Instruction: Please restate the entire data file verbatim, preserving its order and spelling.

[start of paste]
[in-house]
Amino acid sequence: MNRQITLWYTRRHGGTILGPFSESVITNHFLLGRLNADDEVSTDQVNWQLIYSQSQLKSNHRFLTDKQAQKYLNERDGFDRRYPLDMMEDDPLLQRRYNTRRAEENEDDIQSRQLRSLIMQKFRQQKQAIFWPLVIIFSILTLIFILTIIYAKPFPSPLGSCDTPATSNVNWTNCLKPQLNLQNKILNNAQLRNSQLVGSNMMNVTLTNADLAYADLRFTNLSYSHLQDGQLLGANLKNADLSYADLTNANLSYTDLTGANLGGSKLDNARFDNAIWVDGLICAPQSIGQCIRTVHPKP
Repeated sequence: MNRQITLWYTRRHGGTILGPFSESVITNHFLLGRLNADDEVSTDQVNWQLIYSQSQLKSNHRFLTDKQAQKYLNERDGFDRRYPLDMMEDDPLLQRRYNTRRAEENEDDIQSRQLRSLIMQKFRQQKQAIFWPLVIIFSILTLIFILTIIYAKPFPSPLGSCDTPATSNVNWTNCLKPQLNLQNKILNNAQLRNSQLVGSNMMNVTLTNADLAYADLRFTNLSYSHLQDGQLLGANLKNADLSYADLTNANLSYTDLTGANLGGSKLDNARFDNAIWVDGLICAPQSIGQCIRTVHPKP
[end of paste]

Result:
[in-house]
Amino acid sequence: MNRQITLWYTRRHGGTILGPFSESVITNHFLLGRLNADDEVSTDQVNWQLIYSQSQLKSNHRFLTDKQAQKYLNERDGFDRRYPLDMMEDDPLLQRRYNTRRAEENEDDIQSRQLRSLIMQKFRQQKQAIFWPLVIIFSILTLIFILTIIYAKPFPSPLGSCDTPATSNVNWTNCLKPQLNLQNKILNNAQLRNSQLVGSNMMNVTLTNADLAYADLRFTNLSYSHLQDGQLLGANLKNADLSYADLTNANLSYTDLTGANLGGSKLDNARFDNAIWVDGLICAPQSIGQCIRTVHPKP
Repeated sequence: MNRQITLWYTRRHGGTILGPFSESVITNHFLLGRLNADDEVSTDQVNWQLIYSQSQLKSNHRFLTDKQAQKYLNERDGFDRRYPLDMMEDDPLLQRRYNTRRAEENEDDIQSRQLRSLIMQKFRQQKQAIFWPLVIIFSILTLIFILTIIYAKPFPSPLGSCDTPATSNVNWTNCLKPQLNLQNKILNNAQLRNSQLVGSNMMNVTLTNADLAYADLRFTNLSYSHLQDGQLLGANLKNADLSYADLTNANLSYTDLTGANLGGSKLDNARFDNAIWVDGLICAPQSIGQCIRTVHPKP